In an unsurprising move, Disney's upcoming streaming service won't feature R-Rated content. As more and more companies seek to compete with Amazon and Netflix, a variety of streaming services have cropped up. CBS has been particularly successful with theirs thanks to Star Trek: Discovery, but in 2019 Disney will launch their own version. Disney's streaming service will cost substantially less than Netflix according to the company, fitting as it will only offer a limited pool of content. Then again, Disney's many acquisitions over the years mean they have a lot to pull from.
Disney will have over 8,000 ABC TV episodes alone, and that's not factoring in things from Disney XD, Freeform, and other networks they own. Not to mention, all the Pixar, Marvel, and Star Wars content that Disney has access to. On the latter front, we learned earlier this week that Disney is developing multiple Star Wars shows for the streaming site, including word that a live-action series is finally on the way. And while fans hope that means a more mature take on the galaxy far, far away, things won't be getting too adult.
Deadline has the first news of Disney's streaming service, which is slated to launch in the fall of 2019. The report confirms multiple projects in development, many based upon familiar Disney IPs. Meanwhile, new Star Wars and Marvel content will arrive, though things like The Defenders and their ilk on Netflix will stay put. The big piece of news, however, is that no R-Rated movies will be hosted or produced for the service. Instead, that content will end up on Hulu which Disney will own a majority stake in if their deal to purchase 20th Century Fox goes through.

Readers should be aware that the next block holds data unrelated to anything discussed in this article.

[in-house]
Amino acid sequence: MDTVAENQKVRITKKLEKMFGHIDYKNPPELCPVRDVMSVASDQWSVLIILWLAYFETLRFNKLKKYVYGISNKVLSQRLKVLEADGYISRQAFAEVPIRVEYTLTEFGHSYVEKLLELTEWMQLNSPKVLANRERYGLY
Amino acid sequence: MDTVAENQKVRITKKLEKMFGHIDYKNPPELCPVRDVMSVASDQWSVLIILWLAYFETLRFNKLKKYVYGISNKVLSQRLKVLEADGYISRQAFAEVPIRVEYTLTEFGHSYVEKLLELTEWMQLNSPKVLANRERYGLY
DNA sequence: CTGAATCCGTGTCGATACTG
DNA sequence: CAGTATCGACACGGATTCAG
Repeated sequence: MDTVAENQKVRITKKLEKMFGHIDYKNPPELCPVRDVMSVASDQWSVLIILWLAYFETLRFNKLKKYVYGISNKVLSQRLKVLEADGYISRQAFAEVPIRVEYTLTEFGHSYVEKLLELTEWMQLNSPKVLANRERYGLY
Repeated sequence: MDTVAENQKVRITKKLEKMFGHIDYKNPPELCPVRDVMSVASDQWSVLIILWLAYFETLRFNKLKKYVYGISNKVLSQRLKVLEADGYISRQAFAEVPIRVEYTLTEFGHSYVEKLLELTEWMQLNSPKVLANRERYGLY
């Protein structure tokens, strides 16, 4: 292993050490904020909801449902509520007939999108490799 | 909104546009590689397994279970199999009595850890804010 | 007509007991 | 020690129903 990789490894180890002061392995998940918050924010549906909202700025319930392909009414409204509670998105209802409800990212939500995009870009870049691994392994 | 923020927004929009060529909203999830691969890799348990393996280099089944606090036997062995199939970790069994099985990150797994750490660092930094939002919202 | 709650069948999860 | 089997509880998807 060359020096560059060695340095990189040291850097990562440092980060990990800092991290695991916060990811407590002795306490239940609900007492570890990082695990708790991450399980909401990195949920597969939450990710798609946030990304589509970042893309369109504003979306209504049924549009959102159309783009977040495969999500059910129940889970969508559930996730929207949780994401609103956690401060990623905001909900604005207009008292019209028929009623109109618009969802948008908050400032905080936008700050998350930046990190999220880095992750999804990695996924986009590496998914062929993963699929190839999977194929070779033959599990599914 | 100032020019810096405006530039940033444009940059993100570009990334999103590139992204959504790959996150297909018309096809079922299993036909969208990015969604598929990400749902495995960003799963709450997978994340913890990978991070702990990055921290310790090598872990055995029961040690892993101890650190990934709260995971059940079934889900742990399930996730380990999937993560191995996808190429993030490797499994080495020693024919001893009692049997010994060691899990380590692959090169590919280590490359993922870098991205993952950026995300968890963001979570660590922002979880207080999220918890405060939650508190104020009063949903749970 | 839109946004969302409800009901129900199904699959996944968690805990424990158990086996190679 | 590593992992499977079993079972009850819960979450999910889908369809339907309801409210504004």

The news that the Marvel-Netflix shows will stay where they are is likely heartening for fans worried about getting yet another subscription service. It should also quiet fears that Disney will lighten that content at all. The big question, however, is how this affects the Fox content that could soon come under the Disney umbrella.
We've heard Disney wants to make Deadpool sequels, so there's no plans of stopping the Merc with the Mouth. Likely, that means his films would still hit theaters as-is and then land on Hulu afterwards. By doing so, Disney could maintain their brand image on their namesake streaming service but still profit off of movies and shows on Hulu.
The report reaffirms that a Star Wars series will be part of the TV launch of Disney's service, as will a new live-action Marvel show. ABC has failed to move forward on a number of MCU shows so far, and it could be that Marvel and Disney are waiting to premiere them digitally next year. Assuming darker contain will remain on Netflix (or join Runaways on Hulu), we could see lighter fare aimed at a younger audience be generated on the streaming site. The strongest possibility is the New Warriors show, which recently lost its home at Freeform but is still in production. Hopefully, we should have some more concrete details on the service soon.